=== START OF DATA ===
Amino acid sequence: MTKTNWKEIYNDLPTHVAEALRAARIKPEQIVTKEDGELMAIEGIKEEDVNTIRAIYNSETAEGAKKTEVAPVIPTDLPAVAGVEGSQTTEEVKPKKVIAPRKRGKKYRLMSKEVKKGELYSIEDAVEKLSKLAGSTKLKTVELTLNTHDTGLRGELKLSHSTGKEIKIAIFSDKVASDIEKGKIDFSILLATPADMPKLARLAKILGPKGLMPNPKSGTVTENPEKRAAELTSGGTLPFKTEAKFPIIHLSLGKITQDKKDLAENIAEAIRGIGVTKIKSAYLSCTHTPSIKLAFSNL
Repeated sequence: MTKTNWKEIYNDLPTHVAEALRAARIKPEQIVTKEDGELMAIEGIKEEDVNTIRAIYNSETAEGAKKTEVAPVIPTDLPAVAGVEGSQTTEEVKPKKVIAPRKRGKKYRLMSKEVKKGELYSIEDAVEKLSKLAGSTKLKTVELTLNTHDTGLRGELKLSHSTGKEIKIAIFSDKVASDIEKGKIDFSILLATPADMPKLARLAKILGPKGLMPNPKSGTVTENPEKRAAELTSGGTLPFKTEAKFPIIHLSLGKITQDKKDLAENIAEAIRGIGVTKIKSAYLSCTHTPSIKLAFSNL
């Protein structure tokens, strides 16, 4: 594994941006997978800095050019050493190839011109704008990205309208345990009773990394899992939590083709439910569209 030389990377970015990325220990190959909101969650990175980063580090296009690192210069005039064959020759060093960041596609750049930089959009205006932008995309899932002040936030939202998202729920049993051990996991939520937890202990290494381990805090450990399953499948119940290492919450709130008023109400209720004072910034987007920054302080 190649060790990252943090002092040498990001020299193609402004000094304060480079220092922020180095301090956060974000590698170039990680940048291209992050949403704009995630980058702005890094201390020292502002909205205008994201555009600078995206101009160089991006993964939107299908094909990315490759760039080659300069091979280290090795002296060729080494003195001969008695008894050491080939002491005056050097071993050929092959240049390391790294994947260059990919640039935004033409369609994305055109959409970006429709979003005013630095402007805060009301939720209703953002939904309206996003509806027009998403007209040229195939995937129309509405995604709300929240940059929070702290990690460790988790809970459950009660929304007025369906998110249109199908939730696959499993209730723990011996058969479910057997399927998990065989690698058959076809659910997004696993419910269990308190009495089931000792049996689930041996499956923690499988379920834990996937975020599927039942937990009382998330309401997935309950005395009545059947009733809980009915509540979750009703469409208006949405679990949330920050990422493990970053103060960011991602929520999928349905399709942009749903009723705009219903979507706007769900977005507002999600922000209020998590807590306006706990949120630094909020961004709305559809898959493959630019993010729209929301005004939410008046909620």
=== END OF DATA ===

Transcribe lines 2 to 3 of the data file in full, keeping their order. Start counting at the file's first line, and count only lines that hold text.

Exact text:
Repeated sequence: MTKTNWKEIYNDLPTHVAEALRAARIKPEQIVTKEDGELMAIEGIKEEDVNTIRAIYNSETAEGAKKTEVAPVIPTDLPAVAGVEGSQTTEEVKPKKVIAPRKRGKKYRLMSKEVKKGELYSIEDAVEKLSKLAGSTKLKTVELTLNTHDTGLRGELKLSHSTGKEIKIAIFSDKVASDIEKGKIDFSILLATPADMPKLARLAKILGPKGLMPNPKSGTVTENPEKRAAELTSGGTLPFKTEAKFPIIHLSLGKITQDKKDLAENIAEAIRGIGVTKIKSAYLSCTHTPSIKLAFSNL
């Protein structure tokens, strides 16, 4: 594994941006997978800095050019050493190839011109704008990205309208345990009773990394899992939590083709439910569209 030389990377970015990325220990190959909101969650990175980063580090296009690192210069005039064959020759060093960041596609750049930089959009205006932008995309899932002040936030939202998202729920049993051990996991939520937890202990290494381990805090450990399953499948119940290492919450709130008023109400209720004072910034987007920054302080 190649060790990252943090002092040498990001020299193609402004000094304060480079220092922020180095301090956060974000590698170039990680940048291209992050949403704009995630980058702005890094201390020292502002909205205008994201555009600078995206101009160089991006993964939107299908094909990315490759760039080659300069091979280290090795002296060729080494003195001969008695008894050491080939002491005056050097071993050929092959240049390391790294994947260059990919640039935004033409369609994305055109959409970006429709979003005013630095402007805060009301939720209703953002939904309206996003509806027009998403007209040229195939995937129309509405995604709300929240940059929070702290990690460790988790809970459950009660929304007025369906998110249109199908939730696959499993209730723990011996058969479910057997399927998990065989690698058959076809659910997004696993419910269990308190009495089931000792049996689930041996499956923690499988379920834990996937975020599927039942937990009382998330309401997935309950005395009545059947009733809980009915509540979750009703469409208006949405679990949330920050990422493990970053103060960011991602929520999928349905399709942009749903009723705009219903979507706007769900977005507002999600922000209020998590807590306006706990949120630094909020961004709305559809898959493959630019993010729209929301005004939410008046909620």